When author Cooper S. Beckett approached me about his upcoming horror novel, Osgood as Gone: The Spectral Inspector, he described it to me as “cosmic horror, with pulpy noir undertones.” As his first major entry into the horror genre (and the first of a possible series?) Osgood as Gone is a dread-inducing, addicting mystery for the progressive, contemporary, horror-loving audience, that I completed in one day. Read on to learn why.
The original published post can be found here.
Like many horror fans, Mary Lambert’s 1989 adaptation of Stephen King’s PET SEMATARY is particularly special to me, shaping my love for horror for decades to come.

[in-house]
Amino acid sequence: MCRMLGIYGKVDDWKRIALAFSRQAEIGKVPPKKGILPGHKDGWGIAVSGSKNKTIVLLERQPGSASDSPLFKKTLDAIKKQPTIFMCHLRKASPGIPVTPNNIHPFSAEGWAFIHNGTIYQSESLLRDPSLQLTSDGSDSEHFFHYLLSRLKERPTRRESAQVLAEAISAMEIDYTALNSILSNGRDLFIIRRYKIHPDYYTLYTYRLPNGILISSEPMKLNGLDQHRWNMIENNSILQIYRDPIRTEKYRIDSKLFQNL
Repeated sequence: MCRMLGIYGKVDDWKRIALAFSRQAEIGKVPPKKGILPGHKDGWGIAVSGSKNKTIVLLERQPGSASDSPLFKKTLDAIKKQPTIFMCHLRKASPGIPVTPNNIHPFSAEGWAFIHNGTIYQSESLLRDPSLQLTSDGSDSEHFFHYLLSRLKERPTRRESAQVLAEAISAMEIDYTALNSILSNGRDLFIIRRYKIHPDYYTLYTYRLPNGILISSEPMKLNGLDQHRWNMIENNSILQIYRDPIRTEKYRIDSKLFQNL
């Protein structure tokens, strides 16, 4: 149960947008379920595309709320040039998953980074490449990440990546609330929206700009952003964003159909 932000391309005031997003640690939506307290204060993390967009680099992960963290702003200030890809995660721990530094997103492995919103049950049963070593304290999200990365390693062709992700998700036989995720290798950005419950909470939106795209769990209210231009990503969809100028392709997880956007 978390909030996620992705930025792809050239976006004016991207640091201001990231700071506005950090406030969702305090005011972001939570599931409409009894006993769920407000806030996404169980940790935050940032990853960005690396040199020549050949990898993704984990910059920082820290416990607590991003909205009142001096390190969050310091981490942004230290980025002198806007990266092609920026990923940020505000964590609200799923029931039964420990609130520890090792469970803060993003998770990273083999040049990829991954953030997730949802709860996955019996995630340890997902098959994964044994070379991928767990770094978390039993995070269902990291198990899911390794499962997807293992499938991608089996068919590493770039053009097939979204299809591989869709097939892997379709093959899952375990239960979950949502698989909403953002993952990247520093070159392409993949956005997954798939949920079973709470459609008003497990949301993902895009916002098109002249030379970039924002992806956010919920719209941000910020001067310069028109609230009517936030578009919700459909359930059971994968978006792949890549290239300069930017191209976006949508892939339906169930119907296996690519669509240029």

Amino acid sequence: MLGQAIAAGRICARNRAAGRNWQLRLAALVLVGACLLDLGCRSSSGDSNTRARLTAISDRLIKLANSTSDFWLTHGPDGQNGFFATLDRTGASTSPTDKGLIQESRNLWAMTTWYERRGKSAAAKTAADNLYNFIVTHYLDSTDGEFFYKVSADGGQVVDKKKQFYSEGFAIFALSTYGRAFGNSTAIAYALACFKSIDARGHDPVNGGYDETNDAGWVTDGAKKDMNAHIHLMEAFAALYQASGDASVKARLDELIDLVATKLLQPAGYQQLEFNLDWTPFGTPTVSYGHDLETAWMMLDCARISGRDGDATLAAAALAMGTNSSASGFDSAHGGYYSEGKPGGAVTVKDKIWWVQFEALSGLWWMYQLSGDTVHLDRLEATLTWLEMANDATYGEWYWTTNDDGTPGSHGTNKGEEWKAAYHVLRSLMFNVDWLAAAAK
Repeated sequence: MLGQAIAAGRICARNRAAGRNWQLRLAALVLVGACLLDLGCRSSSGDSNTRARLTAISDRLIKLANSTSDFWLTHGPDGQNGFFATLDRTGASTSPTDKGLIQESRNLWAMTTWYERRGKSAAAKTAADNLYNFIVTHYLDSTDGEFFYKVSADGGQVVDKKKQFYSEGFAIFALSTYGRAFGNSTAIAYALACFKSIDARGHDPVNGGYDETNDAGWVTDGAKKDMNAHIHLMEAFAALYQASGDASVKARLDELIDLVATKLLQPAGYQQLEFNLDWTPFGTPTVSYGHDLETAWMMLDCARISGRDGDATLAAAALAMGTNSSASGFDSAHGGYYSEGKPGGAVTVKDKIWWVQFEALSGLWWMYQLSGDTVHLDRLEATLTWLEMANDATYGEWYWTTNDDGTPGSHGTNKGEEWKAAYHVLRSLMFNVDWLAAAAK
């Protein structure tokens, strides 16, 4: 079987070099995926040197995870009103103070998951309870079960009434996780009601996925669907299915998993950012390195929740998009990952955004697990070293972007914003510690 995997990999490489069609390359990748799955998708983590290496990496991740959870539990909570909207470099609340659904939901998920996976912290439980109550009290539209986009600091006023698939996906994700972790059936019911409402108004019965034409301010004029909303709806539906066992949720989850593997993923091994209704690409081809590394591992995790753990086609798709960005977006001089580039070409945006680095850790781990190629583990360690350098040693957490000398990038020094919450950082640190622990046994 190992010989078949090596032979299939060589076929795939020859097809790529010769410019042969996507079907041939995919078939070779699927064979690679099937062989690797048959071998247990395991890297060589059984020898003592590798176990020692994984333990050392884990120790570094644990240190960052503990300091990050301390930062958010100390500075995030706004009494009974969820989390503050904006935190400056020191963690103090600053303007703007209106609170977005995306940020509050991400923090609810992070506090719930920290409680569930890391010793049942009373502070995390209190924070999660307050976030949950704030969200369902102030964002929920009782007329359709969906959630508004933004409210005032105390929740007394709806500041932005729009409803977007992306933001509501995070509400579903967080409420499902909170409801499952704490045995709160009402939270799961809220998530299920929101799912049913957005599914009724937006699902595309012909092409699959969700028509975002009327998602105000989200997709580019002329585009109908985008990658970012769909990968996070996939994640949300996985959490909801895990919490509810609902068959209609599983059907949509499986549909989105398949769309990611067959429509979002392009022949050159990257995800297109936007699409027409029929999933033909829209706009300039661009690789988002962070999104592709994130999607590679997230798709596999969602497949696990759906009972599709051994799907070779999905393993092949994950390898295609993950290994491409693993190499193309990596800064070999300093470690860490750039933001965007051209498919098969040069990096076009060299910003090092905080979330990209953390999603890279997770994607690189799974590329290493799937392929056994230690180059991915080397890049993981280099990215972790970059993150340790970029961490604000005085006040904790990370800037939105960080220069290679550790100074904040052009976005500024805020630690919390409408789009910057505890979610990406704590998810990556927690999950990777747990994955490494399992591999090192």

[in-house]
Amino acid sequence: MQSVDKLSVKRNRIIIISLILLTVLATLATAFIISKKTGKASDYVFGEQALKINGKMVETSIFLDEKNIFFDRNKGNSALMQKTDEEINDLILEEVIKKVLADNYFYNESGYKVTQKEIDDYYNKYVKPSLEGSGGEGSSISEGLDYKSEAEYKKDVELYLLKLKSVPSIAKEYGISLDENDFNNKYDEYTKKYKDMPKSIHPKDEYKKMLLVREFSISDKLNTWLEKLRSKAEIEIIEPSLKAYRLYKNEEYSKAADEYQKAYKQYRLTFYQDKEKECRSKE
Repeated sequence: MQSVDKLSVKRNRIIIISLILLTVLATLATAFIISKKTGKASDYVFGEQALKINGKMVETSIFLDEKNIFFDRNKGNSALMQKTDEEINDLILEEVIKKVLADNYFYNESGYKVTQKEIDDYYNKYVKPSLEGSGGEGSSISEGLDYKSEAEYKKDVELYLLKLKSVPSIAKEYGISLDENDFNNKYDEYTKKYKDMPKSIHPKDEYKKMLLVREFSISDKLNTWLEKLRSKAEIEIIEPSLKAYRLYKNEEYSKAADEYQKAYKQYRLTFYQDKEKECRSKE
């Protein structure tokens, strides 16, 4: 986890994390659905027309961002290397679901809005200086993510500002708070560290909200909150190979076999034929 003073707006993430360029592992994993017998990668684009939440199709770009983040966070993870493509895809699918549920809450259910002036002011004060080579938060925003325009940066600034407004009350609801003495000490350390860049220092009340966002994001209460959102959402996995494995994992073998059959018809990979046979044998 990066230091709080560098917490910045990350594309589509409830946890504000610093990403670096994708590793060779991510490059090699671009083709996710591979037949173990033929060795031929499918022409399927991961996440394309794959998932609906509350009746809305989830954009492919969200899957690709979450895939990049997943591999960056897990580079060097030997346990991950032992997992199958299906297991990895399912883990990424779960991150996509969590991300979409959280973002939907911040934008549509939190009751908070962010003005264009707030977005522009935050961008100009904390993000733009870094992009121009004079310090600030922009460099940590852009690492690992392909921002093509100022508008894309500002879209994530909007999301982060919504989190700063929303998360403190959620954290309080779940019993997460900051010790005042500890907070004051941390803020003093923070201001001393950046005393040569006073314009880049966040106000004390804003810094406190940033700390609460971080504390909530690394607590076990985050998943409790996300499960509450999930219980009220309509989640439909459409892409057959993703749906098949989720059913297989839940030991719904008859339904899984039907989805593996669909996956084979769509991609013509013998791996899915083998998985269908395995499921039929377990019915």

At the ripe, impressionable age of 5 years old, hiding behind a doorway when none of the adults were looking, I took a peek at the TV screen during a family vacation. I saw the image of a bloodied-head, ghastly, grey-skinned corpse of a blond man lurking in the corner of a couple’s bedroom, and I was absolutely petrified— running back into the bedroom I was staying in, hoping that I wouldn’t get in trouble for taking a peek at something I knew I wasn’t supposed to be watching. Sure, most people typically cite Zelda as the scariest aspect of this cult classic…but for me, at 5 years old, and without any context of the story— the visual imagery of Victor Pascow actually haunted my dreams for subsequent years after.